That's one of the the really interesting parts of the essay -- the use of outlines like the letters to Herodotus and Pythocles and the 40 doctrines: are they summaries for use of new people? are they abbreviations for use in memorization by the inner circle? are they in any sense "dumbing down" the doctrines to make it easier to spread the word?

    So a lot of the essay is directed toward the question of how dedicated Epicureans should act towards those who are not (yet) dedicated Epicureans, and that touches on a lot of what we do with EpicureanFriends.com and our other initiatives.

    McGilivrary makes the kind of comments we are now accustomed to (calling DeWitt out when he goes too far with his Christianity analogies) while at the same time affirming DeWitt's basic point -- that the Epicureans were not at all hermits, and that it was an important part of the Epicurean model to work to expand the philosophy to others.

  • Some of you will appreciate that i was particularly impressed by THIS analysis:


    Where did Lucretius get this obstinate desire that he describes above to fashion his didactic poem in Latin? The answer, I believe, is to be found by noting Lucretius’ strong belief that it was the format of his work that contained its effectual power and presumably its construction in Latin was also a carefully chosen part of this allure. If Epicureanism wished, it seems Lucretius had judged, to truly integrate itself into Roman society it must be expressed in Latin. If, as he says, he wanted to put Epicureanism before his reader’s mind, he did so with the recognition that, though capable in Greek, they thought in Latin. If Epicureanism was to become a Roman, as well as Greek, philosophy (and we have seen his belief on the transcended reach of philosophy demonstrated above), then it would need to be translated into the language of the state. We should remember that Cicero provides similar reason as motivating his efforts to manufacture philosophy away from their traditional Greek language, and into his native Latin.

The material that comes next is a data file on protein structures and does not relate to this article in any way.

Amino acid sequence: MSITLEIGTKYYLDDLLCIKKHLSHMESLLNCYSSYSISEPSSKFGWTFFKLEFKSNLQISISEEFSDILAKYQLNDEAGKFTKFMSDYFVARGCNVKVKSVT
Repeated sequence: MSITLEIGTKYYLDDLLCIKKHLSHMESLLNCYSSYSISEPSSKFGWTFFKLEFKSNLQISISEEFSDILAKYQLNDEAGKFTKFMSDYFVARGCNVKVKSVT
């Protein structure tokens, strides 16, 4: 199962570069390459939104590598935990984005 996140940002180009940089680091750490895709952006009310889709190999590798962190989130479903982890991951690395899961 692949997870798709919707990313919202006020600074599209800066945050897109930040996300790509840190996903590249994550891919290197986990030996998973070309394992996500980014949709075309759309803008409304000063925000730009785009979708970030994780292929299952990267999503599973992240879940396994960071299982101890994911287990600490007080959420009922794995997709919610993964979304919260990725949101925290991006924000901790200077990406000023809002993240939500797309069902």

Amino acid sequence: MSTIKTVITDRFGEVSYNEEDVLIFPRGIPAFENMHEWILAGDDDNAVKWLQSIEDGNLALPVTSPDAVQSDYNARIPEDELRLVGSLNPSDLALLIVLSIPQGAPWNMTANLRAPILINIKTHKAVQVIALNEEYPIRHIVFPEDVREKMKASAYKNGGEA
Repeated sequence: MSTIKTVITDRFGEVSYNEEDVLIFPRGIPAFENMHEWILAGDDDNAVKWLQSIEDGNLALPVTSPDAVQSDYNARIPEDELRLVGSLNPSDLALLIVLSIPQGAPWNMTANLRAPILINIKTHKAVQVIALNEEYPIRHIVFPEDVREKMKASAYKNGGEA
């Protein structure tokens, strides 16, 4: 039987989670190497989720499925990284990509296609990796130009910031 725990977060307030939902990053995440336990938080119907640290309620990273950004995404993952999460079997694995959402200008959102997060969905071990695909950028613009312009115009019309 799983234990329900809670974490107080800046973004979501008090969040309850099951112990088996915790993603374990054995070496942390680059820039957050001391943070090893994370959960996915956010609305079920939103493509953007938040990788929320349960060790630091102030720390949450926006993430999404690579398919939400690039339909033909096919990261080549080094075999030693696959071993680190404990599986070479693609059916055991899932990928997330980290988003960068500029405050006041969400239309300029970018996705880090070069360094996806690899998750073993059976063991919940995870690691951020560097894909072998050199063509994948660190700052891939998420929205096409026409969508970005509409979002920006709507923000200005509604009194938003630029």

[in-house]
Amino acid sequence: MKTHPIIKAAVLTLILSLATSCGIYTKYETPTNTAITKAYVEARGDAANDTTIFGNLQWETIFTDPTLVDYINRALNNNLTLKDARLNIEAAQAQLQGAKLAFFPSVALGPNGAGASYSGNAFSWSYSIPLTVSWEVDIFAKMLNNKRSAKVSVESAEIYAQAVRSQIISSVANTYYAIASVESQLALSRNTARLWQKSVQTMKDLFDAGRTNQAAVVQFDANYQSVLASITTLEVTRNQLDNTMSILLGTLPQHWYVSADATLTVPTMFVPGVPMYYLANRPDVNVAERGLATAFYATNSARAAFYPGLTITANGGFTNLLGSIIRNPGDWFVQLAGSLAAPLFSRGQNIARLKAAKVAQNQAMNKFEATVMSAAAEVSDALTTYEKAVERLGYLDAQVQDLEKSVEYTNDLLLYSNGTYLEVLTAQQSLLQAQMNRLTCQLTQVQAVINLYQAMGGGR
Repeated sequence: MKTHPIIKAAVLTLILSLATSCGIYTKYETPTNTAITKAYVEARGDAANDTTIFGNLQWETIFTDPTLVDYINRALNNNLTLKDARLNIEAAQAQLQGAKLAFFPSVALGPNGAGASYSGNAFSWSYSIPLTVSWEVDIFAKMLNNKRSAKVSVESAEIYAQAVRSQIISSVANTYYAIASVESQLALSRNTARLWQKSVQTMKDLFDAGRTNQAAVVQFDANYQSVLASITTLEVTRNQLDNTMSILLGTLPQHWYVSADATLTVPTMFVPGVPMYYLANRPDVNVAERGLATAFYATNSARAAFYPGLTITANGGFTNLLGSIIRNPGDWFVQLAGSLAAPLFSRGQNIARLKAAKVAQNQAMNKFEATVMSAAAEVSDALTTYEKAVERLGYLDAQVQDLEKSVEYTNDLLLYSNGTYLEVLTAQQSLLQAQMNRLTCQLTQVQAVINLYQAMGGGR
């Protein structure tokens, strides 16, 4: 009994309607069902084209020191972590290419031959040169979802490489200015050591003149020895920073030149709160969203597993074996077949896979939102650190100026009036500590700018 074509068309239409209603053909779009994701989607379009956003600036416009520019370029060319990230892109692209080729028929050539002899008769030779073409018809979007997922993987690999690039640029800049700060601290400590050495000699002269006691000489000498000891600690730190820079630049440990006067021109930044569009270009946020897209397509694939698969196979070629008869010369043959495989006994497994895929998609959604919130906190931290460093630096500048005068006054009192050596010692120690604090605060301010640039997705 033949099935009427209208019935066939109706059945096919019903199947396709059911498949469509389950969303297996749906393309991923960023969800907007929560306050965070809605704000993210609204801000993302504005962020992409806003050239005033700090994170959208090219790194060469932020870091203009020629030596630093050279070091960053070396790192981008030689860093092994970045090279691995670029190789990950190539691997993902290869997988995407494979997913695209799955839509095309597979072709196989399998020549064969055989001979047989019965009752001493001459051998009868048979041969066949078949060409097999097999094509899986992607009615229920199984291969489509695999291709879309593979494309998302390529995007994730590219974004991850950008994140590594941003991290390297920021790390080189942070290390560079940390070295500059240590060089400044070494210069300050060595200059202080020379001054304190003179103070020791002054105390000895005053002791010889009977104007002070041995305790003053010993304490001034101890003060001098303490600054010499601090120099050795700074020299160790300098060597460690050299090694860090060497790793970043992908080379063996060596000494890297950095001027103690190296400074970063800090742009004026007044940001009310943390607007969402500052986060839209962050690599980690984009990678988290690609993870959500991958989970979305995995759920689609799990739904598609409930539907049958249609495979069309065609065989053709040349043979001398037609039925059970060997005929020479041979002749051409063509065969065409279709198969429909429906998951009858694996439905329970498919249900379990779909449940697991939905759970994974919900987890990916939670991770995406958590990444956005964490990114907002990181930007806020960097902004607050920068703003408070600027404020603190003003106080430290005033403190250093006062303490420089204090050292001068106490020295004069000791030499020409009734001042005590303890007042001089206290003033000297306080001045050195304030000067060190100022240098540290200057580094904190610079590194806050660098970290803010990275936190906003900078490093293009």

J. D. Minyard (1985) 46,87 also concluded that: ‘Had his purpose been purely explanatory, didactic, and descriptive, purely philosophical, this is what he should have done. Greek was well*known to his oligarchic audience and the De Rerum Natura is nothing if not an oligarchic poem...[rather] he wants his poem to revaluatethe literary heritage and rearrange Roman culture, to reform the language itself and the society based on it....This cannot be accomplished by ignoring the language that reflects and embeds the inherited social form of thought and motivates a pattern of life it fossilizes and inspires...He clearly believed that if Epicureanism was to take root in society at large, specifically in Roman society, it must reach out to the wider audience in the form and on the terms to which that audience was used.

    So we have to do both: study the details of the Greek and be sure we get the most accurate understanding of it, and then re-express the same thoughts in understandable English.

  • Here's a part of the Conclusion, that will hopefully encourage more of us to read the bulk of it:

    The Epicureans were then no isolationist community living within a garden compound, or a scholastic group content to merely recite philosophical truisms amongst themselves. Rather this was a community that was structured from the

    beginning, and with the ideological supports, to have an active concern to include outsiders, and to extend their philosophy beyond their immediate associates. Yet despite such characteristics, the Epicureans were not a community of evangelists or missionaries. The realization that the Epicureans had a strong aversion to the open propagation of philosophy also needs to be informing and pulling upon our understanding. This concern is probably best demonstrated by Epicurus’ frequent refrains on the crowd’s inability to respond correctly to philosophical truths, and his belief on the futility of trying to structure a message to appeal to a mass audience. The following passage probably best expresses this attitude: